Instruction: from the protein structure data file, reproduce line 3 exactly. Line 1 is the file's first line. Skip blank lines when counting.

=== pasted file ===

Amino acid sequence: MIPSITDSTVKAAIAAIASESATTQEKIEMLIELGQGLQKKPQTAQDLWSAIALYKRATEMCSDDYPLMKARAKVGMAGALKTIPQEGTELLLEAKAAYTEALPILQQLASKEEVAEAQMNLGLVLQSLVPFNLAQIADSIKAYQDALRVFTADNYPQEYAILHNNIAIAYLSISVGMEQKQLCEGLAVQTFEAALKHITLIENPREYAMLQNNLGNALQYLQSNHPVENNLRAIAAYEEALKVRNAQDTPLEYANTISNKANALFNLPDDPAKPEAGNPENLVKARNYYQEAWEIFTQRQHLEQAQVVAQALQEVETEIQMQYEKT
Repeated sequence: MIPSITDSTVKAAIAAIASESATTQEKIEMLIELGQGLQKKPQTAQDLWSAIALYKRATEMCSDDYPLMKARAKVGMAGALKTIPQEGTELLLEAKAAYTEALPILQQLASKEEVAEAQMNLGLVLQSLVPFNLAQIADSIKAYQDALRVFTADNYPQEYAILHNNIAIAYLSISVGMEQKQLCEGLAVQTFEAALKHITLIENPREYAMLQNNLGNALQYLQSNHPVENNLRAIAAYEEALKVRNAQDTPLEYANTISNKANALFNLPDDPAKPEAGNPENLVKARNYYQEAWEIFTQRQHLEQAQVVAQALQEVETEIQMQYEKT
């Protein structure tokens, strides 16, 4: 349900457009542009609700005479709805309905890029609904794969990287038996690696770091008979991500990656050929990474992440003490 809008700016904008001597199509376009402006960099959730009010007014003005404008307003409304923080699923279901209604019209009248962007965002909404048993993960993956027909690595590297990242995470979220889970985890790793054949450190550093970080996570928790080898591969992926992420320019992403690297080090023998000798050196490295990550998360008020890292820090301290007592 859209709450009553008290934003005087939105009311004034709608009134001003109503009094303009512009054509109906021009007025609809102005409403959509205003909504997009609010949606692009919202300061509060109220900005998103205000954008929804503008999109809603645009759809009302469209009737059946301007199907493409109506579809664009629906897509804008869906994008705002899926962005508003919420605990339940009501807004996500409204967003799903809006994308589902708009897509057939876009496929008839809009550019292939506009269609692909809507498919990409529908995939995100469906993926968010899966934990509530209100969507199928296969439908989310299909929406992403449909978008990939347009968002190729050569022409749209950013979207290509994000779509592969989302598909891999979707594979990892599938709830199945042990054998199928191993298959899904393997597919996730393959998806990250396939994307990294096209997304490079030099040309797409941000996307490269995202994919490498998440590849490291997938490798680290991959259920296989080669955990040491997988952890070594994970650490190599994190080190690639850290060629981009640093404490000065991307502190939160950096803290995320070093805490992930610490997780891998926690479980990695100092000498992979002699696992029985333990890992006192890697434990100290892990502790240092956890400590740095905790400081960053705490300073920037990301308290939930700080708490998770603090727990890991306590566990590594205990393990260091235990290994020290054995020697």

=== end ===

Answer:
């Protein structure tokens, strides 16, 4: 349900457009542009609700005479709805309905890029609904794969990287038996690696770091008979991500990656050929990474992440003490 809008700016904008001597199509376009402006960099959730009010007014003005404008307003409304923080699923279901209604019209009248962007965002909404048993993960993956027909690595590297990242995470979220889970985890790793054949450190550093970080996570928790080898591969992926992420320019992403690297080090023998000798050196490295990550998360008020890292820090301290007592 859209709450009553008290934003005087939105009311004034709608009134001003109503009094303009512009054509109906021009007025609809102005409403959509205003909504997009609010949606692009919202300061509060109220900005998103205000954008929804503008999109809603645009759809009302469209009737059946301007199907493409109506579809664009629906897509804008869906994008705002899926962005508003919420605990339940009501807004996500409204967003799903809006994308589902708009897509057939876009496929008839809009550019292939506009269609692909809507498919990409529908995939995100469906993926968010899966934990509530209100969507199928296969439908989310299909929406992403449909978008990939347009968002190729050569022409749209950013979207290509994000779509592969989302598909891999979707594979990892599938709830199945042990054998199928191993298959899904393997597919996730393959998806990250396939994307990294096209997304490079030099040309797409941000996307490269995202994919490498998440590849490291997938490798680290991959259920296989080669955990040491997988952890070594994970650490190599994190080190690639850290060629981009640093404490000065991307502190939160950096803290995320070093805490992930610490997780891998926690479980990695100092000498992979002699696992029985333990890992006192890697434990100290892990502790240092956890400590740095905790400081960053705490300073920037990301308290939930700080708490998770603090727990890991306590566990590594205990393990260091235990290994020290054995020697």